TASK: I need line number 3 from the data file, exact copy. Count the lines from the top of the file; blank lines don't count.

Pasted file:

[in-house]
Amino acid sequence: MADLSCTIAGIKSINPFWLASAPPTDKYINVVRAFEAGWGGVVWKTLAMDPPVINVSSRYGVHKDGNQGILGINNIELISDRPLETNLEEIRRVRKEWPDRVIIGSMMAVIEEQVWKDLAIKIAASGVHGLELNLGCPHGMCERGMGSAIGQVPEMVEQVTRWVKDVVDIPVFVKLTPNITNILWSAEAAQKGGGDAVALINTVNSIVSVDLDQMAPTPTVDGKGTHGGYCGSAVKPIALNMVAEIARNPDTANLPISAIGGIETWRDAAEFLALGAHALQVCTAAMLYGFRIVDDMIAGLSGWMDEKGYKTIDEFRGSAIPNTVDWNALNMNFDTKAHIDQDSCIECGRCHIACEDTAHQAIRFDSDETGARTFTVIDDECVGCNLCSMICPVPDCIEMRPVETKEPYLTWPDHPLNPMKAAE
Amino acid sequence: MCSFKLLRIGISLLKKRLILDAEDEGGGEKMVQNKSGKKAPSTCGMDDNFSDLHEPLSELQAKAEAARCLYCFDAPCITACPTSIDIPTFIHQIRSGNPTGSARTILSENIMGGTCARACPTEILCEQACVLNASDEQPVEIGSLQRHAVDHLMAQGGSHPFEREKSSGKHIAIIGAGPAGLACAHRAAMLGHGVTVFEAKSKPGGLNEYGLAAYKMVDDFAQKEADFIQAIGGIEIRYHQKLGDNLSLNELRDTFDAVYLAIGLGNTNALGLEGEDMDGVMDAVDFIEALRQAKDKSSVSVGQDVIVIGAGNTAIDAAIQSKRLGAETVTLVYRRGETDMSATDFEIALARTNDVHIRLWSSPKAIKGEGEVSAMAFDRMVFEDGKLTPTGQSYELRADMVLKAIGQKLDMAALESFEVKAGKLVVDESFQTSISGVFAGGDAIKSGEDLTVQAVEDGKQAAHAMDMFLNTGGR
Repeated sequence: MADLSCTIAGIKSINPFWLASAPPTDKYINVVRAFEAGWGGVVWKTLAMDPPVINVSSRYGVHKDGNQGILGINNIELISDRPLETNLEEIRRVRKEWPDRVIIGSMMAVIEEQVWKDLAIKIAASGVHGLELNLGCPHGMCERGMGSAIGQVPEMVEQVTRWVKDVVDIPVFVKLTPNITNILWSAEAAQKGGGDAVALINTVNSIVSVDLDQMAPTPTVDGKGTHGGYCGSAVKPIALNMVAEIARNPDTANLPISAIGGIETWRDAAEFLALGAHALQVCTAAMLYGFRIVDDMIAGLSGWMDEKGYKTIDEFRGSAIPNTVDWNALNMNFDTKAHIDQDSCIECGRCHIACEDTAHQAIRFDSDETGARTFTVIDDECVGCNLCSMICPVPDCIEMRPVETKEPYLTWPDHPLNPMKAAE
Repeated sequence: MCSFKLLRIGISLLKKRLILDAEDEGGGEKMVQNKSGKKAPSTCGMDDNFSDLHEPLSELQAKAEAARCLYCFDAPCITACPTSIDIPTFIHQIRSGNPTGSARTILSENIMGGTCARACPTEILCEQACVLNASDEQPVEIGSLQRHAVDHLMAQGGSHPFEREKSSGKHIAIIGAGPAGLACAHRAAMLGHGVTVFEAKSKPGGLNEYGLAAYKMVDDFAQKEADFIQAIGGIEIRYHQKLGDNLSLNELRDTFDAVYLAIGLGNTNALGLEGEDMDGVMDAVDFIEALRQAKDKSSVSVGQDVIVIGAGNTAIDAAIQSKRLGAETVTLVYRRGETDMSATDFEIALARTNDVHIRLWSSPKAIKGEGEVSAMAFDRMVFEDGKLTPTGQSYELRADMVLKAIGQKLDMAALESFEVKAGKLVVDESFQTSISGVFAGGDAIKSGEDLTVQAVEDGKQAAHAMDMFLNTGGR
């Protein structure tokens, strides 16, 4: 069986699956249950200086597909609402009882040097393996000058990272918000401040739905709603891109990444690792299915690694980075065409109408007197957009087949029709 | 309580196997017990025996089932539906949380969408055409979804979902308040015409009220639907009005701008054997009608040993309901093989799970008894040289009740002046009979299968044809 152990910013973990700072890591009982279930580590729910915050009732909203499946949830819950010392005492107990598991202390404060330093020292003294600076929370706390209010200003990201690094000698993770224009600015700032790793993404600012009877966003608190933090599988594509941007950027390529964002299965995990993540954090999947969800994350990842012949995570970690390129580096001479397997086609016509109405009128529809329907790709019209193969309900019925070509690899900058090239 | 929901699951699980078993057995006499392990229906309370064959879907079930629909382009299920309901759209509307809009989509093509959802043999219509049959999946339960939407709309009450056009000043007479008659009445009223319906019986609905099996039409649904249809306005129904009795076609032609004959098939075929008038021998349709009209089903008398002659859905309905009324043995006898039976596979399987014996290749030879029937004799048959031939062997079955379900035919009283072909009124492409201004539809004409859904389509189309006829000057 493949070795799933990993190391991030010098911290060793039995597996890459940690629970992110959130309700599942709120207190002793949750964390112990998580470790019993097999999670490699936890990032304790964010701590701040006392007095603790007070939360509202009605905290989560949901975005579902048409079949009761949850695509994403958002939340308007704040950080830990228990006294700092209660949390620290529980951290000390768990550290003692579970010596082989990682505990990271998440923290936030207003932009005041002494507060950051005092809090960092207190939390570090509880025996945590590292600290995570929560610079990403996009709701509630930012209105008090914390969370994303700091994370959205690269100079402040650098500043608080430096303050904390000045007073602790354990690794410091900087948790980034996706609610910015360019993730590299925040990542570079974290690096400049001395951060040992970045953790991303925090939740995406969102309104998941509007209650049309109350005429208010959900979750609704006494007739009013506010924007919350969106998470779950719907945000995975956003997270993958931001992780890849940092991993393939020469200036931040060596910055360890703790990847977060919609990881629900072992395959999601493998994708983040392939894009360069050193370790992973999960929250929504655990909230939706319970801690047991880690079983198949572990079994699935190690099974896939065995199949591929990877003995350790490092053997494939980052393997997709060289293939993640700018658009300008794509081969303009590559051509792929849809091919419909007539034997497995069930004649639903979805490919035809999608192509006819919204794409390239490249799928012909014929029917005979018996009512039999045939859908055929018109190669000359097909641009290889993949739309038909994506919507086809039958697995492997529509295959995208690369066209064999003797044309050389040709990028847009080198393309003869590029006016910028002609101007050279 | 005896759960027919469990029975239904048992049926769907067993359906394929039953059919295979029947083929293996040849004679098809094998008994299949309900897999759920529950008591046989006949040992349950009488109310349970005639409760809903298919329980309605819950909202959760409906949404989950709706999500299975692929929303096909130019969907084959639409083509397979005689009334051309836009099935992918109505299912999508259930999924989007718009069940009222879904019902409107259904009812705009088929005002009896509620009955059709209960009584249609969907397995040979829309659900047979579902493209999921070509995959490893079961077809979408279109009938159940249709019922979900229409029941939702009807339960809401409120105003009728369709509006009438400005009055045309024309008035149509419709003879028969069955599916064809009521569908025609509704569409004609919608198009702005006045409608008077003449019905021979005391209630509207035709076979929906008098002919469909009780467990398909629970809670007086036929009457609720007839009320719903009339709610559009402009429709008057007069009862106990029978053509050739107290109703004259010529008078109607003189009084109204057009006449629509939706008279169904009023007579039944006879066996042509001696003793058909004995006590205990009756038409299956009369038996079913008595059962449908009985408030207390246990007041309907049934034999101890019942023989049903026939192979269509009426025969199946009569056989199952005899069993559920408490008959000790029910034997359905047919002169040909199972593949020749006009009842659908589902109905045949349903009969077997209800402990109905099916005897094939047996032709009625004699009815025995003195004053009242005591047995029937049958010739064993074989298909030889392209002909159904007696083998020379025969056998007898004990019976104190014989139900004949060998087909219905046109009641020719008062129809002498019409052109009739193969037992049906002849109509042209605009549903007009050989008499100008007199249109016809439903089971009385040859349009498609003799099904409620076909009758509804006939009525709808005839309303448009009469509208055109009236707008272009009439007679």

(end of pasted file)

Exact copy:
Amino acid sequence: MCSFKLLRIGISLLKKRLILDAEDEGGGEKMVQNKSGKKAPSTCGMDDNFSDLHEPLSELQAKAEAARCLYCFDAPCITACPTSIDIPTFIHQIRSGNPTGSARTILSENIMGGTCARACPTEILCEQACVLNASDEQPVEIGSLQRHAVDHLMAQGGSHPFEREKSSGKHIAIIGAGPAGLACAHRAAMLGHGVTVFEAKSKPGGLNEYGLAAYKMVDDFAQKEADFIQAIGGIEIRYHQKLGDNLSLNELRDTFDAVYLAIGLGNTNALGLEGEDMDGVMDAVDFIEALRQAKDKSSVSVGQDVIVIGAGNTAIDAAIQSKRLGAETVTLVYRRGETDMSATDFEIALARTNDVHIRLWSSPKAIKGEGEVSAMAFDRMVFEDGKLTPTGQSYELRADMVLKAIGQKLDMAALESFEVKAGKLVVDESFQTSISGVFAGGDAIKSGEDLTVQAVEDGKQAAHAMDMFLNTGGR